Federal prosecutors in New York argue for “substantial” prison time for Michael Cohen, Trump’s ex-lawyer.
Federal prosecutors filed new court papers Friday directly implicating President Trump in plans to buy women’s silence as far back as 2014 and offering new evidence of Russian efforts to forge a political alliance with Trump before he became president — disclosures that show the deepening political and legal morass enveloping the administration.
The separate filings came from special counsel Robert S. Mueller III and federal prosecutors in New York ahead of Wednesday’s sentencing of Trump’s former personal lawyer, Michael Cohen.
Taken together, the documents suggest that the president’s legal woes are far from over and reveal a previously unreported contact from a Russian to Trump’s inner circle during the campaign. But the documents do not answer the central question at the heart of Mueller’s work — whether the president or those around him conspired with the Kremlin.
The documents offer a scathing portrait of his former lawyer as a criminal who deserves little sympathy or mercy because he held back from telling the FBI everything he knew. For that reason, prosecutors said, he should be sentenced to “substantial” prison time, suggesting possibly 3½ years.
Trump immediately declared that he was vindicated. “Totally clears the president. Thank you!” he tweeted. White House spokeswoman Sarah Sanders said the Cohen filings “tell us nothing of value that wasn’t already known.”
The special counsel’s office said Cohen had provided “useful information” about its ongoing probe of Russian interference in the 2016 election, as well as “relevant information” about his contacts with people connected to the White House between 2017 and 2018.
Mueller revealed that Cohen told prosecutors about what seemed to be a previously unknown November 2015 contact with a Russian national, who claimed to be a “trusted person” in the Russian Federation offering the campaign “political synergy” and “synergy on a government level.”
Cohen told investigators that the person, who was not identified, repeatedly proposed a meeting between Trump and Russian President Vladimir Putin, saying that such a meeting could have a “phenomenal” impact, “not only in political but in a business dimension as well,” the special counsel’s office wrote.
Cohen, though, did not follow up on the invitation, because he was already working on a Trump project in Moscow through a different person he believed to have Russian government connections, the special counsel’s office wrote.
Prosecutors also singled out Trump as being directly involved in efforts to buy the silence of women who might level public allegations against him.
The memo from New York prosecutors identifies three people at an August 2014 meeting: Cohen, “Individual 1” and “Chairman 1.” The document elsewhere identifies Individual 1 as Trump, and people familiar with the case said Chairman 1 is David Pecker of the National Enquirer.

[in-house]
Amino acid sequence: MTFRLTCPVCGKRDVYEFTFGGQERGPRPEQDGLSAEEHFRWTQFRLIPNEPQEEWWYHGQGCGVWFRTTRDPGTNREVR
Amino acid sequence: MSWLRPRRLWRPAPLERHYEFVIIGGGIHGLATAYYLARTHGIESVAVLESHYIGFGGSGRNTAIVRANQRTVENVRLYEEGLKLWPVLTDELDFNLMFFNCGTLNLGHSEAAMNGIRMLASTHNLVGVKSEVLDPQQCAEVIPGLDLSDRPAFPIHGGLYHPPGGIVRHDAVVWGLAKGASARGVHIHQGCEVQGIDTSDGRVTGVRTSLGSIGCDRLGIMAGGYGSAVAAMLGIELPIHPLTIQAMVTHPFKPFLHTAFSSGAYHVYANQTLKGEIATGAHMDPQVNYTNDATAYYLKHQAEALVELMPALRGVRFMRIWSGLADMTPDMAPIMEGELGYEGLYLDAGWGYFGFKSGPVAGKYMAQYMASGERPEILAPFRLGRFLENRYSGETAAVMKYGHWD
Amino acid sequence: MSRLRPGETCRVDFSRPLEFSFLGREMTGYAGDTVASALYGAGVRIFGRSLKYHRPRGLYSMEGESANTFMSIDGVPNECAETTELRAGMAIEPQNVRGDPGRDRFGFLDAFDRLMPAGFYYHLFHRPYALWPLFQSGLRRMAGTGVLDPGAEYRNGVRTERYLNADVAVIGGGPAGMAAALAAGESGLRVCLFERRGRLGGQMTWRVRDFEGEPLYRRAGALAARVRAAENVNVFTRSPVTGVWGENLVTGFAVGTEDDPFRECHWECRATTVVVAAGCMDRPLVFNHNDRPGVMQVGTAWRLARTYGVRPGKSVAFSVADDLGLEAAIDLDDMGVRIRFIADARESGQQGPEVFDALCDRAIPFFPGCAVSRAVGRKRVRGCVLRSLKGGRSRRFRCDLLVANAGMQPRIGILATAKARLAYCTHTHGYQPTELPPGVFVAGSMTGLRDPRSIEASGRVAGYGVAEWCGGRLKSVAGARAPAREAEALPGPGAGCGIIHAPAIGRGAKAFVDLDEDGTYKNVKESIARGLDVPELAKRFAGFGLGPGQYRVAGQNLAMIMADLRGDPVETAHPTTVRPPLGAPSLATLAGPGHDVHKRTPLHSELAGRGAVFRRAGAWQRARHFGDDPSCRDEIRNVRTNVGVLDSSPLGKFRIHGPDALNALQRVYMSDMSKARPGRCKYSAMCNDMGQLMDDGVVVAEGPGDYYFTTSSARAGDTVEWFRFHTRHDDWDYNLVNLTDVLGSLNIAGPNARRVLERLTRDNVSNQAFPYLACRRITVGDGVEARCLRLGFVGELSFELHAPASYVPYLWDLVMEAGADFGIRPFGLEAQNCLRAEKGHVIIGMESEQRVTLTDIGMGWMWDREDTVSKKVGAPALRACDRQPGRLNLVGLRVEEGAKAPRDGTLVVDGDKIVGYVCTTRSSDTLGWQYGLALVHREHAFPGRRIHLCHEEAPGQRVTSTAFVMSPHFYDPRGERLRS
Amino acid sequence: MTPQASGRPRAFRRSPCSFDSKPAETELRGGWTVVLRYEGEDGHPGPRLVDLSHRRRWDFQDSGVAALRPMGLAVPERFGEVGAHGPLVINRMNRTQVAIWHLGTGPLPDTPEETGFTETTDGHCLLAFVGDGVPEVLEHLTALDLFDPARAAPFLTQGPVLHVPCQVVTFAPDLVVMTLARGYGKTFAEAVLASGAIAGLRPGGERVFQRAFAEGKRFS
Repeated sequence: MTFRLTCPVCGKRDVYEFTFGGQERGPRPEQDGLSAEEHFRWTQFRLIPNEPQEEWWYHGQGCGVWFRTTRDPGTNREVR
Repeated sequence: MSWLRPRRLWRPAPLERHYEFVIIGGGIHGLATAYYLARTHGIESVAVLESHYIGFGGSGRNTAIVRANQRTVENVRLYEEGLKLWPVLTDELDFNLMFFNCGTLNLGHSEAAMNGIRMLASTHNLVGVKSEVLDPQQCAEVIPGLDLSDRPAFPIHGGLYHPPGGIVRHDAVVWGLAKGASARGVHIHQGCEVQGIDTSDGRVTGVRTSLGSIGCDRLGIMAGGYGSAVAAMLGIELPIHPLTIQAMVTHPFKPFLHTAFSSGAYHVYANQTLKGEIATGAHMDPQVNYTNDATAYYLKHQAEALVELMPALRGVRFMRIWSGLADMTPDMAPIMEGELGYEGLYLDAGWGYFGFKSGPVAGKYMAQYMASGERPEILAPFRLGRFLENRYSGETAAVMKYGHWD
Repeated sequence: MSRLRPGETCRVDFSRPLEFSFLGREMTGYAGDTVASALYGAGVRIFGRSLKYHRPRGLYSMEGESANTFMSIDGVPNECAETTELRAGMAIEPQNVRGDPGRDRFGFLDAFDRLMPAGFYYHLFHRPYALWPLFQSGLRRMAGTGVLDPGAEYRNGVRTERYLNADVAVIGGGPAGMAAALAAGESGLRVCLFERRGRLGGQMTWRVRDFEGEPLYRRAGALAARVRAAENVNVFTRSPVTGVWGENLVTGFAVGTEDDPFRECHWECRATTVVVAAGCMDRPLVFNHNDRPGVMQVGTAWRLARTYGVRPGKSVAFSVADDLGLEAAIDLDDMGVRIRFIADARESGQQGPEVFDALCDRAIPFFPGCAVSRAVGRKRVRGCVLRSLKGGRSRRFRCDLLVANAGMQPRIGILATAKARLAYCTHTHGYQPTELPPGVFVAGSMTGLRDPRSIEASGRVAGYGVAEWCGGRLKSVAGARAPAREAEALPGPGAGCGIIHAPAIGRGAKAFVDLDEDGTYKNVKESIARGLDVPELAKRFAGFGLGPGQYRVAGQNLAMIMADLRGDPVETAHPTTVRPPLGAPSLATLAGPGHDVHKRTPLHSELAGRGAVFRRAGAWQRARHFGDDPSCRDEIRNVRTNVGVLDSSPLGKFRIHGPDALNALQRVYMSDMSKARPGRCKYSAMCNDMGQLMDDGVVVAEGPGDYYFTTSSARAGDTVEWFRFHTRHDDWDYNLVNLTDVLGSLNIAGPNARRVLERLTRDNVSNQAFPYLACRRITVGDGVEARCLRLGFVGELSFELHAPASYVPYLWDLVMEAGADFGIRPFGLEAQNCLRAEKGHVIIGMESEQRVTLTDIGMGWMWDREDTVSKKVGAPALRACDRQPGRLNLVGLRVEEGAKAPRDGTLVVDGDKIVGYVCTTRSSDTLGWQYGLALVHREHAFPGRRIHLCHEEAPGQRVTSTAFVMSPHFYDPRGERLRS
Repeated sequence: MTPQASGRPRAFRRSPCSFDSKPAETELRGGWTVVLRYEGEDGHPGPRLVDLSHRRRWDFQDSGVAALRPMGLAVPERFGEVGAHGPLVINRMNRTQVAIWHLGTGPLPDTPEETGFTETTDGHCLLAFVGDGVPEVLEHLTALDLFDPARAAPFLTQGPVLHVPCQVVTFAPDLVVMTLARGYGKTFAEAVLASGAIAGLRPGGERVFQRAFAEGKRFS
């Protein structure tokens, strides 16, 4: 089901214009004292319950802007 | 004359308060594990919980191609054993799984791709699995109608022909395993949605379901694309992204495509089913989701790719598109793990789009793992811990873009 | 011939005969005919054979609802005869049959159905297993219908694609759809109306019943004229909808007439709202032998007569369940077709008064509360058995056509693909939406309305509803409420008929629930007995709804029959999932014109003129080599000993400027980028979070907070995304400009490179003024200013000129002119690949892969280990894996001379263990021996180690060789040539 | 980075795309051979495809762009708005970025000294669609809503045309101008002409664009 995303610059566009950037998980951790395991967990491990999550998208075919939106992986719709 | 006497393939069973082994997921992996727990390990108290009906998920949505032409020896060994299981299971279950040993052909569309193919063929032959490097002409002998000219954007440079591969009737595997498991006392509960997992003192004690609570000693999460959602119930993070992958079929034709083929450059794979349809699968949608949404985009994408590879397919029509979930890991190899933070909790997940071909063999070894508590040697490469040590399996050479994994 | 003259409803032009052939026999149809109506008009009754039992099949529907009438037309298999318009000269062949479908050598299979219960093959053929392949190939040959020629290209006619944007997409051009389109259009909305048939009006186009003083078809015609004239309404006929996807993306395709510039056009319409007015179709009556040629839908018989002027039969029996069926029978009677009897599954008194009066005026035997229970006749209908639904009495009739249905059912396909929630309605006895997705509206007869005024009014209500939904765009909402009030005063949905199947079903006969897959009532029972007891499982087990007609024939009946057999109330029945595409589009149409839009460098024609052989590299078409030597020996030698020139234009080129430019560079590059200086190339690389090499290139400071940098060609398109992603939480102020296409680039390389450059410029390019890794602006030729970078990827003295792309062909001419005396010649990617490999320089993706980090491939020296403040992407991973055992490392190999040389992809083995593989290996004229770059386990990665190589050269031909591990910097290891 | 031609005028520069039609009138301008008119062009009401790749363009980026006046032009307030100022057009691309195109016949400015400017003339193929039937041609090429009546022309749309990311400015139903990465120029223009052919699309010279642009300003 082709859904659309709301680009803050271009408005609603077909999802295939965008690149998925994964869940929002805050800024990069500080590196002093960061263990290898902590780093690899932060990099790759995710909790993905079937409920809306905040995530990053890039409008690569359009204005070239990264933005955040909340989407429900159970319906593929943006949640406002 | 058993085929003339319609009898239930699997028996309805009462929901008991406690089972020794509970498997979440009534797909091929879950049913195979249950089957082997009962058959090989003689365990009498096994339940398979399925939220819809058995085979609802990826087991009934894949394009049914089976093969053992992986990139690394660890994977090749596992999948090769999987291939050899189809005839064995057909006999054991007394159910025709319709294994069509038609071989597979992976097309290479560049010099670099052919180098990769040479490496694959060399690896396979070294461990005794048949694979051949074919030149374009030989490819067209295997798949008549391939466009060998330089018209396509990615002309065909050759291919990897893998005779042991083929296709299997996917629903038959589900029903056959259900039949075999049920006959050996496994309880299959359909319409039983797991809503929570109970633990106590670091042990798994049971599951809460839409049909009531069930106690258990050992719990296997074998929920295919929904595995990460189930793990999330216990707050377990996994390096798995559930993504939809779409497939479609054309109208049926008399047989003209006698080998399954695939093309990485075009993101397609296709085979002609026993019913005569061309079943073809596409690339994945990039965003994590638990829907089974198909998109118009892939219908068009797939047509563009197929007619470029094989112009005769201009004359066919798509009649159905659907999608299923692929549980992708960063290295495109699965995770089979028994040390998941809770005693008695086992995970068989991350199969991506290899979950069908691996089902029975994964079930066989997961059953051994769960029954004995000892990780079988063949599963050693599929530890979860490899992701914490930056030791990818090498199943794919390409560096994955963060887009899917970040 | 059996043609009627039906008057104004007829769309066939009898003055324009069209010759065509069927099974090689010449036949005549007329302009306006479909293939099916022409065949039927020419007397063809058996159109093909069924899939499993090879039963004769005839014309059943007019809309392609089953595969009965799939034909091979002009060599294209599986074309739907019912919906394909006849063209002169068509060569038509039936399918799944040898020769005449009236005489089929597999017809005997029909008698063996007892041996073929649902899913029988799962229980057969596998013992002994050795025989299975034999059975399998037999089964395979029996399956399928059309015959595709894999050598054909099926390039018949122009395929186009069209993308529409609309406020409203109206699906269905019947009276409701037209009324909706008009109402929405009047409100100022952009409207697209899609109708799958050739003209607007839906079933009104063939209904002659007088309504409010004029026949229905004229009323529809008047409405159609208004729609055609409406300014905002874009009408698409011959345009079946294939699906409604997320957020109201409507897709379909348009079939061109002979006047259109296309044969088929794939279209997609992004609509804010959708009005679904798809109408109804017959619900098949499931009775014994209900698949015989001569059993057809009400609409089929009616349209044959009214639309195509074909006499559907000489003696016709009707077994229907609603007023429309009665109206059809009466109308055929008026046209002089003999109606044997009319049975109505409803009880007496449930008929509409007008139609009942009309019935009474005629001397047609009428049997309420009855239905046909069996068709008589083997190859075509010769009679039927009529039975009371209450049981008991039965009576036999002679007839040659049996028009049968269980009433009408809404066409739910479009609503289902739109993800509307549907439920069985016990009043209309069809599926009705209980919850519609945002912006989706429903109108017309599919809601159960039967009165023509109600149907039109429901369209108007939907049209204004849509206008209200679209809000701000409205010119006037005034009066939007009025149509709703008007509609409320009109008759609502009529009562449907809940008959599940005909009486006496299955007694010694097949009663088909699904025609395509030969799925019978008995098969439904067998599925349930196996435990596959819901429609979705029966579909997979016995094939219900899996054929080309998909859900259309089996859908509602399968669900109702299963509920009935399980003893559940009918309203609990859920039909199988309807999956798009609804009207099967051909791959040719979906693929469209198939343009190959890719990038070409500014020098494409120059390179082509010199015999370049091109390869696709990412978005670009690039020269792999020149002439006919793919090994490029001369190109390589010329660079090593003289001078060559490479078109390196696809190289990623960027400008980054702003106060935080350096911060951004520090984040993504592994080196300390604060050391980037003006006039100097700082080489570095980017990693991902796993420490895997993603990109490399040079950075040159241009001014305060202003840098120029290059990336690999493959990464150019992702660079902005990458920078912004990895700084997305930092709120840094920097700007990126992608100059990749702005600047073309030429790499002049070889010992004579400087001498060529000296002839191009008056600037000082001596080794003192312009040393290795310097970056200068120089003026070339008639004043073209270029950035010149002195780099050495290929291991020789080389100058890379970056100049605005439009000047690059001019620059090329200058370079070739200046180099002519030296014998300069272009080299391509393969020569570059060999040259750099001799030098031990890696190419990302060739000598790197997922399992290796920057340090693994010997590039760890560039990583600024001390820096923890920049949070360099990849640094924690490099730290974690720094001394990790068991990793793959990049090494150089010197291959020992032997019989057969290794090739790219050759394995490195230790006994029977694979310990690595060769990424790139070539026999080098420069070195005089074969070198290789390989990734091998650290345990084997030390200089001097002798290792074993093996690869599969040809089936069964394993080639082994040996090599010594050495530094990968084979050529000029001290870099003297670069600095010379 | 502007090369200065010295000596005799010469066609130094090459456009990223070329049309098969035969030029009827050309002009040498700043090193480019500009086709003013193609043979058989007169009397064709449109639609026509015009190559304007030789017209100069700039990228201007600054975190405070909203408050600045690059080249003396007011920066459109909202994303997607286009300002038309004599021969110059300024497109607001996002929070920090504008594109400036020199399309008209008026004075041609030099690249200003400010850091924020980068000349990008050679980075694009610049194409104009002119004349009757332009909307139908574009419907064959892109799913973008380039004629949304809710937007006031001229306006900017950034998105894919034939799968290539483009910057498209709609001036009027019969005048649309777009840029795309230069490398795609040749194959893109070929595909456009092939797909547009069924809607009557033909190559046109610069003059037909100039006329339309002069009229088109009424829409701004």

“In August 2014, Chairman-1 had met with Cohen and Individual-1, and had offered to help deal with negative stories about Individual-1’s relationships with women by identifying such stories so that they could be purchased and ‘killed,’ ” the prosecutors’ memorandum says.
Cohen pleaded guilty in August to violating campaign finance law when he arranged payments to an adult-film star during the 2016 election. At the same time, he pleaded guilty to a handful of other crimes, including making a false statement to a bank. In recent weeks, he pleaded guilty to lying to Congress about efforts during the presidential campaign to get a Trump-branded tower built in Moscow.
Cohen had asked for a sentence of no prison time, citing his cooperation with investigators. Mueller’s office gave him some credit for his assistance, saying that while his crime was “serious,” he had “taken significant steps to mitigate his criminal conduct.”
“He chose to accept responsibility for his false statements and admit to his conduct in open court. He also has gone to significant lengths to assist the Special Counsel’s investigation,” the office wrote.
New York prosecutors, however, were far harsher in their assessment of Cohen’s character, saying he should get only a modest reduction in an expected prison sentence of about five years. In their 38-page filing, they suggest he should receive about 3½ years in prison.
“He seeks extraordinary leniency — a sentence of no jail time — based principally on his rose-colored view of the seriousness of the crimes; his claims to a sympathetic personal history; and his provision of certain information to law enforcement,” prosecutors wrote in their filing. “But the crimes committed by Cohen were more serious than his submission allows and were marked by a pattern of deception that permeated his professional life.”
The filing also suggests that Cohen’s cooperation with law enforcement was not so significant to the investigations swirling around the president.